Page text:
I’ve been on a bit of a death metal bender lately so I jumped at the opportunity to check out the monster lineup of The Devastation of the Nation Tour III, which included Gloom, The Kennedy Veil, The Zenith Passage, Rivers of Nihil, Decrepit Birth, and Cryptopsy at The Masquerade in Atlanta.
Gloom opened up the show with a brand of black metal that draws on influences from some of the best acts in the doom and black metal scenes. The four-piece from D.C. celebrated the release of their first full-length, Solaris, out on eOne on June 2nd, by playing some of the best composed blackened death metal I’ve heard in recent times. Frontman Bill Calomiris’s vocals covered the whole spectrum from death metal growls to black metal shrieks while the rest of the band displayed impressive instrumentation with varying tempos and progressive passages, including bassist Jason Sayell’s fingertapping, providing a groove-oriented twist on solid compositions.
Next up, Sacramento brutal death metallers The Kennedy Veil entertained the crowd to a headbang-fest with monstrous choruses and crushing drums providing the perfect background to Monte Bernard’s growls. The Kennedy Veil may be a newer band but their brand of technical death metal has that old school vibe about it. Check out the band’s latest album, Trinity of Falsehood, for some seriously brutal death metal.
LA outfit The Zenith Passage were the most progressive and eclectic band of the night. They immediately reminded me of The Faceless with their syncopated off-time rhythms and overall musical sensibility. Extremely technical and at once melodic, the band pulled off some seriously challenging, almost academic riffs with ease. I was particularly impressed with Greg Hampton’s brutal vocals, which fit seamlessly over the most atonal/techy progressions. Fans of technical death metal with a progressive and atmospheric bend will surely enjoy The Zenith Passage’s first full-length, Solipsist, released in 2016.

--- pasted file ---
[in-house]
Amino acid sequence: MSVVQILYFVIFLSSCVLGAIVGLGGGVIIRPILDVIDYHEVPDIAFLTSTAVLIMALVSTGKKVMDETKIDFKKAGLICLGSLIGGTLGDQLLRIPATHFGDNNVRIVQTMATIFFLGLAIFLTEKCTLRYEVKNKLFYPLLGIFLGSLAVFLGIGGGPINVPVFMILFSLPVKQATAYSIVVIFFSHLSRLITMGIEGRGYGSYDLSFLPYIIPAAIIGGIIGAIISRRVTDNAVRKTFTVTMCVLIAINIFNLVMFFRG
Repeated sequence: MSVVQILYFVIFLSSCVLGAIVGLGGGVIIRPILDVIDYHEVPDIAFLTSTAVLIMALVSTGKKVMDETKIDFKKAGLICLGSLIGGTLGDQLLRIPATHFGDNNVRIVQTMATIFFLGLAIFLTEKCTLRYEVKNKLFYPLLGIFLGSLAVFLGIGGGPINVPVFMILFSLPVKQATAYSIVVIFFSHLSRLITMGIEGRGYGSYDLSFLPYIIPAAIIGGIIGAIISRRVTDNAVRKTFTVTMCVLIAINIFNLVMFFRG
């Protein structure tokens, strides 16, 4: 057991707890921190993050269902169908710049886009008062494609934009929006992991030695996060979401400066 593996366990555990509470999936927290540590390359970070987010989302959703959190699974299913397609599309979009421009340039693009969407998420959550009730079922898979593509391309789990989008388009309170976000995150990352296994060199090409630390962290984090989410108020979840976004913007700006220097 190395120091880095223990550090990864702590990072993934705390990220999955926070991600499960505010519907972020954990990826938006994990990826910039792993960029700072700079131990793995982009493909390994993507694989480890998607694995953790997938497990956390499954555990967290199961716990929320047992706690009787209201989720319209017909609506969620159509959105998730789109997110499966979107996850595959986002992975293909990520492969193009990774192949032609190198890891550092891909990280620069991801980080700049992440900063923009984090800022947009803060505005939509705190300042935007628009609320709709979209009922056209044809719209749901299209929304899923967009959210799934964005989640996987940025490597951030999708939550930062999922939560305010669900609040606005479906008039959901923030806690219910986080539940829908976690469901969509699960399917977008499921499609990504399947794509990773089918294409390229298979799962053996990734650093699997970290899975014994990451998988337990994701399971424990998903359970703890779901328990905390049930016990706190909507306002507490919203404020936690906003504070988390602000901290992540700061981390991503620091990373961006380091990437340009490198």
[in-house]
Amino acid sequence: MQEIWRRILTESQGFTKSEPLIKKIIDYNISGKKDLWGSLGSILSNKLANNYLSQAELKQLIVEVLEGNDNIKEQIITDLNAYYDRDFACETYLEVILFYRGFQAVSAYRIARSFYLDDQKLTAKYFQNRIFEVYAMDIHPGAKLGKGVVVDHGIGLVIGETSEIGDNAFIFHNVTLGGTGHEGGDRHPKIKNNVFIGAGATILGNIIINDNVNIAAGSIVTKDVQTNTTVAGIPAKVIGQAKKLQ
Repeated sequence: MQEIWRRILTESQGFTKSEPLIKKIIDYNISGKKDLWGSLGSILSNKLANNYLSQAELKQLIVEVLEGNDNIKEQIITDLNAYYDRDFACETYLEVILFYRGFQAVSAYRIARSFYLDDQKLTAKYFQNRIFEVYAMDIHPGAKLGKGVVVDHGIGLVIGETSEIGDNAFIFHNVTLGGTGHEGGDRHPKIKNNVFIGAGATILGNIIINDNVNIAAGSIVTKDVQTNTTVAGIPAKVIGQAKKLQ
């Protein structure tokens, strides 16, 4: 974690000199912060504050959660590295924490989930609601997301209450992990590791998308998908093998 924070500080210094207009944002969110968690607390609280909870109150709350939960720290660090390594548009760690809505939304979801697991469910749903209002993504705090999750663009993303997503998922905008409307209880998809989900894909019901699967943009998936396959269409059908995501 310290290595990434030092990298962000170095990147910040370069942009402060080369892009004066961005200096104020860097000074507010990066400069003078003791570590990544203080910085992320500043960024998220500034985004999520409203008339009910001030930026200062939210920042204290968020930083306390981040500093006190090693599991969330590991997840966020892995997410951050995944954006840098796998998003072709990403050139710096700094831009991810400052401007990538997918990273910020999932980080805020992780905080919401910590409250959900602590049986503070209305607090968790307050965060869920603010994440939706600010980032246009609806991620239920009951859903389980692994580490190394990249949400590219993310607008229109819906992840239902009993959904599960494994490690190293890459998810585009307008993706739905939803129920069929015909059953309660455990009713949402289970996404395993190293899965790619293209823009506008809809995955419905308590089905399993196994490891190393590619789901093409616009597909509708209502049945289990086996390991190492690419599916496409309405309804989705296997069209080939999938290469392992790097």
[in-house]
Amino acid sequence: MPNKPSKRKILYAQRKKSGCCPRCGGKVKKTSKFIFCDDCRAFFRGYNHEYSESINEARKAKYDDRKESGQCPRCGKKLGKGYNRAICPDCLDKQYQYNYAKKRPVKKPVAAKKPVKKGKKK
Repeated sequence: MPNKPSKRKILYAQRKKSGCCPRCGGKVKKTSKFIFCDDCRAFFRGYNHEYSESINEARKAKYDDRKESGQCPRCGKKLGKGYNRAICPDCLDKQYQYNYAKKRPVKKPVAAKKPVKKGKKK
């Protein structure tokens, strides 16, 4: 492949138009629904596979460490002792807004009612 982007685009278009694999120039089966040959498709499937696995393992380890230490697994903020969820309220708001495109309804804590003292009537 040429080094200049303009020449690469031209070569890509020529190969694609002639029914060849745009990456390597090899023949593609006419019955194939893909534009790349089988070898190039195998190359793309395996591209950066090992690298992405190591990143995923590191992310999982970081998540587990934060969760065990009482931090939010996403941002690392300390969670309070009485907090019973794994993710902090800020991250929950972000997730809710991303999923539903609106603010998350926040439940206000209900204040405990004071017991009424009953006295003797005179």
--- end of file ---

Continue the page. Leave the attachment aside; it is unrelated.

Next up, Rivers of Nihil from Pennsylvania pulled the crowd back into more brutal territory, dishing out some of the best thrash-inspired death metal of the night. Chugging guitars, harmonies, and lead shreds characterize the band’s attention to melody. Vocal duties were expertly handled by Jake Dieffenbach, whose growls covered the entire spectrum of old school thrash and death metal. Fans of melodic metal from all subgenres will enjoy listening to the band’s 2015 release, Monarchy.
Decrepit Birth is one of the more visible products of the technical death genre that came after the first generation of American death metal. The band’s sound is one of perfect balance between the more techy side of complex guitars and melody. However, the most defining element of the band is the extreme guttural vocals of frontman Bill Robinson. With their new album Axis Mundi due out in July, Decrepit Birth put on a solid performance, taking the crowd on a journey through their entire discography, engaging the crowd in the process by inviting fans on stage for a sing-along towards the end of their set. I highly recommend catching these guys live at some point in the near future.
Headliners Cryptopsy closed out the night by performing their 1996 album None So Vile in its entirety. There are very few bands that can pull off brutal death like Cryptopsy; from the schizophrenic guitar work to the frantic drums, the band didn’t let up for a single moment until the very end. Matt McGachy’s vocals were merciless and his windmills perfectly on time. My favorite moment of the set was the song Phobophile; the eerie piano intro and dramatic stage lighting giving me the goosebumps right before the thrashy riffs drove me into a state of pure death metal bliss.
Overall, this was a night to remember because it proved that the good ol’ death metal scene in North America is as vibrant as ever. It was also encouraging to see the solid crowd pour in to see some young and talented bands that are pushing the genre boundaries when it comes to the many different forms of death metal that have evolved since the mid-to-late nineties. Also, kudos to all the labels and folks at MetalSucks for arranging this tour and including so many interesting bands on the bill.
A solid 8.5/10.